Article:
If you’re just starting out in the financial industry, you may be wondering what the difference between investing and trading is. They’re often used interchangeably, but they mean different things. Traders speculate on prices while investors purchase investments with the expectation that they will rise in value over time and be sold at a later date at an increased price.
Investing and trading have become extremely trendy terms in the world of finance over the past few years, with everything from investment clubs to day trading becoming more popular than ever before. Many people are often unsure of the difference between investing and trading, especially when so many of the terms used in each industry can be confusing without context. If you’re looking to get involved in either one or both of these industries, it’s important to understand their key differences first before diving in headfirst and risking your hard-earned money with no knowledge of what you’re doing.
The Differences Between Investing and Trading
Investing and trading are two related but distinct elements of a healthy financial life. While many people use these terms interchangeably, it’s important to understand that they have very different meanings, goals and outcomes. Investing involves pooling your money together over time into one or more investments in order to create growth or income over a long period of time through dividends, interest payments and/or stock appreciation.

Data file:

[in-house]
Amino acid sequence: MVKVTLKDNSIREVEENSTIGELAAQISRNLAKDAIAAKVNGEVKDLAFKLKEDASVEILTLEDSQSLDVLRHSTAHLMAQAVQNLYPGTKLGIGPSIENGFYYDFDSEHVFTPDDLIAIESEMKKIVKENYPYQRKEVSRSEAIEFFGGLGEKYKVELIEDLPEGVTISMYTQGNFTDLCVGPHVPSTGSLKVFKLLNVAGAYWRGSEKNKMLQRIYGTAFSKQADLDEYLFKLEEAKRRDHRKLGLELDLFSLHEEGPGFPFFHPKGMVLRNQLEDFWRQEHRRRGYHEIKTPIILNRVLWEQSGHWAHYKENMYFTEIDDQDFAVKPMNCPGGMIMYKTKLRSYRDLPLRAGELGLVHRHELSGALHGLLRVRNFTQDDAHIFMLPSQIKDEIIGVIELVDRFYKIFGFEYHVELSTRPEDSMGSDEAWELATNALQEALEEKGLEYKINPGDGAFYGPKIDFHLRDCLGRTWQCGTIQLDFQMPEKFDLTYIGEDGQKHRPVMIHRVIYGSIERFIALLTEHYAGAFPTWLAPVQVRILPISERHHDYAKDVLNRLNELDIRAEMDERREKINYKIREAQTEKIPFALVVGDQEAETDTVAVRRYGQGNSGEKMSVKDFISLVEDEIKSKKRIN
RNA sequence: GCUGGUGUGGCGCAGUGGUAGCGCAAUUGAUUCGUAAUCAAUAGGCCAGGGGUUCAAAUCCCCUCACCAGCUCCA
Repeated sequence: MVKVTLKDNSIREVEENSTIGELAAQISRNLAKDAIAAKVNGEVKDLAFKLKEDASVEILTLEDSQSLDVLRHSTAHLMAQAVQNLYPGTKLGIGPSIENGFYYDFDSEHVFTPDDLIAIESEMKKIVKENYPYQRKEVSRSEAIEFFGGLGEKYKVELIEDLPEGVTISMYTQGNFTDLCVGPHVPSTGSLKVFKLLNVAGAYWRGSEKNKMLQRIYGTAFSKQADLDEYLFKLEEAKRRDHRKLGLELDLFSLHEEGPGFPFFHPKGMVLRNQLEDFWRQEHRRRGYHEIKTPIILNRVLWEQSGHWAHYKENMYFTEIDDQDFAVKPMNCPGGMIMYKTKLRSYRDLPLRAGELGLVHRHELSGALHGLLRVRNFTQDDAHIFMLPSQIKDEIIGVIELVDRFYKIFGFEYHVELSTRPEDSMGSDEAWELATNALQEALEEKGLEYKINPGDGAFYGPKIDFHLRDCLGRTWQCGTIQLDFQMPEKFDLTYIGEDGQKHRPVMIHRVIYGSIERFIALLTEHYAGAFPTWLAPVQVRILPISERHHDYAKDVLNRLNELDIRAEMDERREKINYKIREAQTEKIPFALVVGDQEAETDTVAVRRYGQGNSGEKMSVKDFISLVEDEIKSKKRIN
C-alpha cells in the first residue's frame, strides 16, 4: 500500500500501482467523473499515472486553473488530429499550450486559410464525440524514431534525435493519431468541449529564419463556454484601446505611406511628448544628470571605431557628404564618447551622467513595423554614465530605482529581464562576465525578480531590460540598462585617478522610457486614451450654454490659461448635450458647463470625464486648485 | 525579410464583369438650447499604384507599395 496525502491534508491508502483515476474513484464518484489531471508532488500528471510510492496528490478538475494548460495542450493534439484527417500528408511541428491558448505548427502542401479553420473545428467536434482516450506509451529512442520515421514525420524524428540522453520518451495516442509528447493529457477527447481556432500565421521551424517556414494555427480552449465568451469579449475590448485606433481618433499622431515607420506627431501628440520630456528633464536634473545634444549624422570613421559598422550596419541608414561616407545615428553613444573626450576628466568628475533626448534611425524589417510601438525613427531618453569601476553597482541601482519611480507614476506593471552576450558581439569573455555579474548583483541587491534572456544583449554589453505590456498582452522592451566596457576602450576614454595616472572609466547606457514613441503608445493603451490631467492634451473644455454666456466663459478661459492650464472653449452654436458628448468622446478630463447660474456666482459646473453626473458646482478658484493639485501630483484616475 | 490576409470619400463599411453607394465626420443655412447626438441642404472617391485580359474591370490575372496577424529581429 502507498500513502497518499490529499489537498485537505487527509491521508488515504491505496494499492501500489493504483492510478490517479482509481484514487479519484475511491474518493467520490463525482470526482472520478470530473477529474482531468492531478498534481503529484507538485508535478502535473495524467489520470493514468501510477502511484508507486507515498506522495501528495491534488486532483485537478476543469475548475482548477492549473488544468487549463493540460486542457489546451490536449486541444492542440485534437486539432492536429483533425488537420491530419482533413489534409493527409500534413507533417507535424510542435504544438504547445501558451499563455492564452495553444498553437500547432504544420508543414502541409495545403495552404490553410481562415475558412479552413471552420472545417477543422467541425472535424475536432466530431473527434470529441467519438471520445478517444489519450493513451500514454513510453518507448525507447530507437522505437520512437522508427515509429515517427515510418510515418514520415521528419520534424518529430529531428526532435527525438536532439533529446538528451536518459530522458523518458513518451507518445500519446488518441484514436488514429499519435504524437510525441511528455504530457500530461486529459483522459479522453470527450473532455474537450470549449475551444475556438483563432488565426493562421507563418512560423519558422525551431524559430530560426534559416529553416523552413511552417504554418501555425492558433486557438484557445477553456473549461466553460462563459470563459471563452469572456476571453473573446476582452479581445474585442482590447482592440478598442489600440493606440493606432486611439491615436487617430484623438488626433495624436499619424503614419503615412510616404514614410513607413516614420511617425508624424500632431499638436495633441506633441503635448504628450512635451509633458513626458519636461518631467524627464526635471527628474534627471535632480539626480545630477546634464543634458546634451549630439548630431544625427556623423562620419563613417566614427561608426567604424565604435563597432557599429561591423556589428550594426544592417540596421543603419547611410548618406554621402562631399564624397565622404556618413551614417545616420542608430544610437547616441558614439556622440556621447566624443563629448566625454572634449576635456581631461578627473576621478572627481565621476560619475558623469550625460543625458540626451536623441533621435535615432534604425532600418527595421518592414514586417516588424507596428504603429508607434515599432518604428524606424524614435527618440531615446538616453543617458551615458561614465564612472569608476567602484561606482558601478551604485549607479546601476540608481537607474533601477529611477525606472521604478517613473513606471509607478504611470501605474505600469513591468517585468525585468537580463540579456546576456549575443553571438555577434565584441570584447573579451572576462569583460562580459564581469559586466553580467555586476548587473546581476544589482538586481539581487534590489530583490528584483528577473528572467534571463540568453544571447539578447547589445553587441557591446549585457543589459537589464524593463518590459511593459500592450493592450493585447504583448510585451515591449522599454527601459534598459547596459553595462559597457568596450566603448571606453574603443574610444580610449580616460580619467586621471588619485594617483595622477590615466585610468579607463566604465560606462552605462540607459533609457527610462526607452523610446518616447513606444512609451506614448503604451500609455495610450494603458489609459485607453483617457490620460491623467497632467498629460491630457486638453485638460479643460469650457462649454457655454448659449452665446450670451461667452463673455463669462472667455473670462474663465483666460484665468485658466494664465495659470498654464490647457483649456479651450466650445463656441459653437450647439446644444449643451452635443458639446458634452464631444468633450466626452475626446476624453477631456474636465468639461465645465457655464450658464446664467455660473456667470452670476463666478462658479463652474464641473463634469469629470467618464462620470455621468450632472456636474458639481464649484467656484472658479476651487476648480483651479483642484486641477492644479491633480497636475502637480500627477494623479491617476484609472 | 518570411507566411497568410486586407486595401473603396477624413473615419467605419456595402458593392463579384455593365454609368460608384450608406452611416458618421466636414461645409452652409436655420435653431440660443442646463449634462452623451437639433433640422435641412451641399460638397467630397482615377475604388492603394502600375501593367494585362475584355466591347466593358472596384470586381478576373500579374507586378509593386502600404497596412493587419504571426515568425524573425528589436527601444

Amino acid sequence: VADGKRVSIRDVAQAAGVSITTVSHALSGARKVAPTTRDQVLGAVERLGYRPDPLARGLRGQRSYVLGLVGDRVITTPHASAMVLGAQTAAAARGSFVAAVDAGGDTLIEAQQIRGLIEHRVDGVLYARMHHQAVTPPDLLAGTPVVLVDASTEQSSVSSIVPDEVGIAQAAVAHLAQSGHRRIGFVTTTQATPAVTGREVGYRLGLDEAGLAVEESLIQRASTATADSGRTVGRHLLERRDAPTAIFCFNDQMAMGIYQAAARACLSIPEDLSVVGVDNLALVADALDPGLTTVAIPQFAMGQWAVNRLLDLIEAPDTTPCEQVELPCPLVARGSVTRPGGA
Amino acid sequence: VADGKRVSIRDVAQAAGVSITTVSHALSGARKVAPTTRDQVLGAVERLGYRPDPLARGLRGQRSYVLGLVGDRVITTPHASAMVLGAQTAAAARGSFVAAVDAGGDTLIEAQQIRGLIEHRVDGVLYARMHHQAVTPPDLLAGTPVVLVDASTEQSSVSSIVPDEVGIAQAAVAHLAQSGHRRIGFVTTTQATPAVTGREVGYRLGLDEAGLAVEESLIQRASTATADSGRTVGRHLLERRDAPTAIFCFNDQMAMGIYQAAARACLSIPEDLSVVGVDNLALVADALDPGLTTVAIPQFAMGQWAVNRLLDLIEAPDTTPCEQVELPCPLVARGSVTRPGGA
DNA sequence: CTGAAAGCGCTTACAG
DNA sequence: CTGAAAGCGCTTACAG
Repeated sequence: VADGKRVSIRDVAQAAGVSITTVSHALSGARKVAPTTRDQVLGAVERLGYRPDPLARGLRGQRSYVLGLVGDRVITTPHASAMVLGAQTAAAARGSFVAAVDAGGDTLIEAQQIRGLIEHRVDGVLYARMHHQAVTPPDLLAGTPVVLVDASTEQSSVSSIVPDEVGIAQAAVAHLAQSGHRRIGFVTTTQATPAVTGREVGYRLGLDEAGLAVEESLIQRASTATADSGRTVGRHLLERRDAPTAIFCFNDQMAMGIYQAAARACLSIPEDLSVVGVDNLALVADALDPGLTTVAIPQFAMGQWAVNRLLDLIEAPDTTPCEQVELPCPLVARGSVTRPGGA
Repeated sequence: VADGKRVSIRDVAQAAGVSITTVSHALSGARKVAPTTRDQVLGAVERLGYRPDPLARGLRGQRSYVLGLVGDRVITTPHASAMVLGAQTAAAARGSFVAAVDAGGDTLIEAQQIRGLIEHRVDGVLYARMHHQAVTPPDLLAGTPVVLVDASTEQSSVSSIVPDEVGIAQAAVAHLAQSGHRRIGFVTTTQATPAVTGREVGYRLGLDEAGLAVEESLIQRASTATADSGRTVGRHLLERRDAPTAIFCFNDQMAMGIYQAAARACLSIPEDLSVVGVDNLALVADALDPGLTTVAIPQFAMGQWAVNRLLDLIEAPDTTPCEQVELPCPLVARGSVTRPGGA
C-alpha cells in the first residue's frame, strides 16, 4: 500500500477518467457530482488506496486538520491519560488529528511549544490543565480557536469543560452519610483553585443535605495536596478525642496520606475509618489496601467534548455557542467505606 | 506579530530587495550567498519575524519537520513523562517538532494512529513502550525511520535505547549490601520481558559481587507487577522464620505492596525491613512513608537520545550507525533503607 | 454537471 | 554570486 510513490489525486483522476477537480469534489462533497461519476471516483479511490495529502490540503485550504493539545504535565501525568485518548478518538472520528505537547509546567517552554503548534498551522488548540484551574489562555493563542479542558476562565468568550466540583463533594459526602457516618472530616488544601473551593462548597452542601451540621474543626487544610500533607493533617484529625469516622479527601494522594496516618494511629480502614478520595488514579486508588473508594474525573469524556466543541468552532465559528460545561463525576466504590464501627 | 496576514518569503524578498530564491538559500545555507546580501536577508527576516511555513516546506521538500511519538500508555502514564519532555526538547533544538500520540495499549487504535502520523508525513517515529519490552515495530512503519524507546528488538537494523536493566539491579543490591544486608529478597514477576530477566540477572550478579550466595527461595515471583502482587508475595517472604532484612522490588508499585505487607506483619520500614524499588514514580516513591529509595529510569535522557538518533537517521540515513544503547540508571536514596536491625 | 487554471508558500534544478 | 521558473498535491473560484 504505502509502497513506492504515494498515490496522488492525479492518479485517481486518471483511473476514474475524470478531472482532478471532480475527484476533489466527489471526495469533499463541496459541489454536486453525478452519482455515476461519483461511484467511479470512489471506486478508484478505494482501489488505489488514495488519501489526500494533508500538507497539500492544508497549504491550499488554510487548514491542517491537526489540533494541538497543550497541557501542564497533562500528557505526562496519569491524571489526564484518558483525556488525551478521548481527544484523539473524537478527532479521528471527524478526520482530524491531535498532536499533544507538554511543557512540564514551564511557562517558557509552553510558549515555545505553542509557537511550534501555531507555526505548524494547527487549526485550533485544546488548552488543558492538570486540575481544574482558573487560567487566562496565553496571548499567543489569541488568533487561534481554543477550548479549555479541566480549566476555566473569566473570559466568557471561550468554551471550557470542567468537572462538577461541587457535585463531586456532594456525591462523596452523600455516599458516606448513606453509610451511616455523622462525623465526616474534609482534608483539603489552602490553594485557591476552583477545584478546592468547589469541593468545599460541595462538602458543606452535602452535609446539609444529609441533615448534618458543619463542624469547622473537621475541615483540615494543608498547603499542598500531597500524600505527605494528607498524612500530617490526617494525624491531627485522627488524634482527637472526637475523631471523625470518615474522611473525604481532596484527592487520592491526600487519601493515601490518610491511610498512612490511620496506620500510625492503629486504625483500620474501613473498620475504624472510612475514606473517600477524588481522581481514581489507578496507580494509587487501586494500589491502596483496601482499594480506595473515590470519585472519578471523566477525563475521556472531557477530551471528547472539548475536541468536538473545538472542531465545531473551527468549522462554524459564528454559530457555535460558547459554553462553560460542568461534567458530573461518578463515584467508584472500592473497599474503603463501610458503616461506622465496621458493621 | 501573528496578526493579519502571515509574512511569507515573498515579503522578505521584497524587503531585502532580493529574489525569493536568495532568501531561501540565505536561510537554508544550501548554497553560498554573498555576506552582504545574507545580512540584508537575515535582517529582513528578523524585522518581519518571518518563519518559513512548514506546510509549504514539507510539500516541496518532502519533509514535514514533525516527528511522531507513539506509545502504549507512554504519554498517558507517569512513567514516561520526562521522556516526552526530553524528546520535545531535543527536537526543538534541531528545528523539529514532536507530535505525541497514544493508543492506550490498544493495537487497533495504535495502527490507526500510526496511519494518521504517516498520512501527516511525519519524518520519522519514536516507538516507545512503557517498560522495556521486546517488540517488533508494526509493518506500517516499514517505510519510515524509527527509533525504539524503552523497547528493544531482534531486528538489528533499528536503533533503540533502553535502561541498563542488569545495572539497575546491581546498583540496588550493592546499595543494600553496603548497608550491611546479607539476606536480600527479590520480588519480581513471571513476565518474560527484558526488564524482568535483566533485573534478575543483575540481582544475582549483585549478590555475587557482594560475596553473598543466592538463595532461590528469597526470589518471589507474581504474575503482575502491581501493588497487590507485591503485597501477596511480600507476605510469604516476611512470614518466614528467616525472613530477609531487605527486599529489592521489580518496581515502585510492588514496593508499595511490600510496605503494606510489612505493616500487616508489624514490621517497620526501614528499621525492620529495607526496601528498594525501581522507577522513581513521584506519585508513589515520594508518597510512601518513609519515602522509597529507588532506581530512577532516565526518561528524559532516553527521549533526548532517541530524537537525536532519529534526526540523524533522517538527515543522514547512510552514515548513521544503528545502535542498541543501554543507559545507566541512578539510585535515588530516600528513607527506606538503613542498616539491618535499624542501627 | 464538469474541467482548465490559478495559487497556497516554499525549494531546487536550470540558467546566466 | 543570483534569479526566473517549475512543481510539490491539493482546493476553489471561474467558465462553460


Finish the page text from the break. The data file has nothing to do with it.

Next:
A trader, on the other hand, buys and sells stocks, bonds or other securities on an ongoing basis with an eye toward short-term gains. Traders might also dabble in day trading—buying and selling stocks within a single day—but even then their focus is still on shorter-term results than investors who trade only occasionally. Here’s how investing differs from trading
Time frame: An investor holds onto his investment for months or years, while a trader tends to hold onto his position for days at most.
Goals: An investor looks at total return (income plus capital gain) while a trader looks at capital gain alone.
Capital requirement: Investors need to invest large sums of money to see big returns, while traders can start small and work their way up as they become more experienced.
Regulation: Investors must follow rules set by federal agencies such as the Securities and Exchange Commission (SEC), which governs all aspects of trading, including what information must be disclosed to investors. In contrast, there are no federal regulations governing individual traders; each brokerage firm has its own policies about what you must disclose when you buy or sell a security. This means you should read your brokerage agreement carefully before signing up so you know exactly what rights and responsibilities you have under their policy.
Tax treatment: Investors pay taxes on any profits they make after holding onto an investment for 12 months or longer. Since a trader never holds onto an investment long enough to qualify as a long-term holding, he doesn’t pay taxes until he sells his holdings.